Dr. Breuning also provides interesting material on the usefulness of unhappiness as nature’s alarm system (Chapter 2: Good Reasons to be Unhappy) and exercises to create more circuits for each of the happiness chemicals (Chapter 5: Building New Happy Circuits.) While a lot of these tips are not necessarily novel–for instance, one of the exercises for building new dopamine circuits is to celebrate small steps and adjust expectations so they are more realistic–the neurochemical context which Dr. Breuning uses to frame the exercises is very refreshing. In contrast to most self-help books, in which exercises for improvement are justified on the basis of anecdotal information, and a certain well-of-course reasoning, Dr. Breuning’s book grounds the exercises in neurochemical fact, giving exercises like “laugh” and “break an unpleasant task into smaller parts” new life.

In brief, the biggest gift that Meet Your Happy Chemicals gives us is a greater understanding of our own brains, the kind of understanding that will hopefully lead to happier lives: better acceptance of unhappiness, and ways to pave our own ways to more happiness.

As Dr. Breuning says, and I quote: “This brain we’ve inherited is frustrating. In its quest for survival it often turns unhappy chemicals on and happy chemicals off. When my neurochemistry frustrates me, I remind myself that it has succeeded at promoting survival for millions of years.”

Joy Ding is a free-lance writer and marketer living in San Francisco. You can reach her at

“Silent Requiem”: A short story by Joseph Johnson

Silent Requiem

By Joseph Johnson

The soft grass beneath my feet slightly tickled my senses. The light breeze brushed past my arms. I had never felt sensations like this before, nothing so real. I pushed myself past the field of marble slabs as I made my way to a small group of people. The senses that had become so prominent seconds earlier now faded with my focus on those who stood with solemn stares. These people felt great pain and sorrow.

As I came closer to the group I noticed that these were people I once knew. My family, my friends, and others I loved. They stood around a lifeless vessel that I once called home. Realization pulled me from the blissful ignorance; it was then that I remembered who I was, and what I had done. I realized that the soft grass was barely real to me at all, I could feel nothing.

It is such a selfish thing to die; to leave the ones I loved behind. The eyes of my mother were swollen and wet, while my father drew quick, angry breaths. What was the emotion that led me to my death? The sadness, the anger, maybe both; no, it was shame that brought me to the end. Shame in myself, or rather the self that society looked down on. People I thought cared, abandoned me for a life with those who would never accept me. I can’t blame them though, if on the other hand I would do the same. It hurts me to know that, but there is no reason to lie anymore.

A scream jarred me; it was a cry that shook the very foundation of my soul. No one took notice, and the scream had no origin. All mouths were still closed in that solemn silence, but the terror of the scream pushed me through the crowd. No matter how much I listened with no ears, and pondered with no mind, the screams evaded me. It was then that a force more powerful than fear propelled me. It was a pure force. The only way to truly describe the force would be angelic. I could believe in that; to believe in myself at that point would be to believe in some afterlife.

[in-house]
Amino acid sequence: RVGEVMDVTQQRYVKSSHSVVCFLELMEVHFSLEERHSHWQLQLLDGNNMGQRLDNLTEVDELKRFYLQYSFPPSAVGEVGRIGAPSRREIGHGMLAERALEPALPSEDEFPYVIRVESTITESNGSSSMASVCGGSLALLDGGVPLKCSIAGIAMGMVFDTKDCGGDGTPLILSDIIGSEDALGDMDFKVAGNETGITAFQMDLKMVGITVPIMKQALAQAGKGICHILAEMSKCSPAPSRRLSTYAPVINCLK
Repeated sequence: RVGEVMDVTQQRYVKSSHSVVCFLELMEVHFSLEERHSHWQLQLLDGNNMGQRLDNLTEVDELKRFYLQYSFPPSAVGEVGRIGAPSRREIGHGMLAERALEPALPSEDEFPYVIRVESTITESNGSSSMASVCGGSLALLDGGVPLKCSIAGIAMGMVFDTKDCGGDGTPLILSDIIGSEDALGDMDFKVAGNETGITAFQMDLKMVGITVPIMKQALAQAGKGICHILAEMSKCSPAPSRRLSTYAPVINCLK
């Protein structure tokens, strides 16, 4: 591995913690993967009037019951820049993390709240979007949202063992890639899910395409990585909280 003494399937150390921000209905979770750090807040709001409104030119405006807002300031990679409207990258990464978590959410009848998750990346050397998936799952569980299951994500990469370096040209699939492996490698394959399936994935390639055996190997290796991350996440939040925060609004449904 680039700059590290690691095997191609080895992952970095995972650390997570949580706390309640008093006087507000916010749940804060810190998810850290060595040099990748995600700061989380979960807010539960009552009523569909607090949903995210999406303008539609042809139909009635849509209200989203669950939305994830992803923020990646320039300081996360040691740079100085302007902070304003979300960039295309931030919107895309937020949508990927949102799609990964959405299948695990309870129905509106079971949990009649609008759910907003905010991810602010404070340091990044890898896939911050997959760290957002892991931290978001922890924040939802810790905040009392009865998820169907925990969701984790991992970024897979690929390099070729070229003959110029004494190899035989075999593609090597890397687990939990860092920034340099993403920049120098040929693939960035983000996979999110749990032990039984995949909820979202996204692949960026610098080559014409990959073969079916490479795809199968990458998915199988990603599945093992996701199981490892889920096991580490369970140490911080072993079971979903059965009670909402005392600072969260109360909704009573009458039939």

The powerful force led me to a familiar face. A young woman I loved, stood silently shaking. Her sobs made no sound, but the scream resonated through my core; such pain and anger. Did I ever forget her? Was she in my thoughts as I cut myself so deep? Regardless of my previous intentions, I had to do something to comfort her. So I reached, with a hand that I knew was not there. The hand slowly touched her and quenched her hungry spirit. The sorrow remained, but the screams slowly subsided. It is such a shame that this proud soul was crushed by such a selfish act. As she moved away and our souls parted, I remembered why I loved her. I was incomplete once again.

Instinct drove me to her. In her bedroom she slept with evil pressing ever closer. Unlike the force that pushed me toward her, this evil was present and visible. It was an ugly mass of darkness that hungered for destruction, and it was slowly inching toward her. The power of the mass mocked me with every move; it drew closer, but I could do nothing to stop it. So I let my tired soul sleep, and it wept with uncertainty.

When my soul regained whatever consciousness it could muster, I saw her again. When my focus was able to gather my surroundings I noticed that I was in our school. Darkness seeped through the windows and the doors, as if night had already fallen. The desk next to her was empty; it used to be my desk. I sat and watched her. Her hair was unkempt and her eyes sagged, there was no life left. Just as a tear started to streak down her face, a thin ray of light leaked through the room. As I searched for the source I realized that the darkness was moving, slowly letting light through. The mass I saw the night before was growing. The core of the mass appeared and stalked toward my love, the force that pushed me to her in the beginning now pushed me to fight, but I was afraid. The dark mass shouldn’t have terrified me, I didn’t even have a body. The fear was something I recognized; the evil was familiar.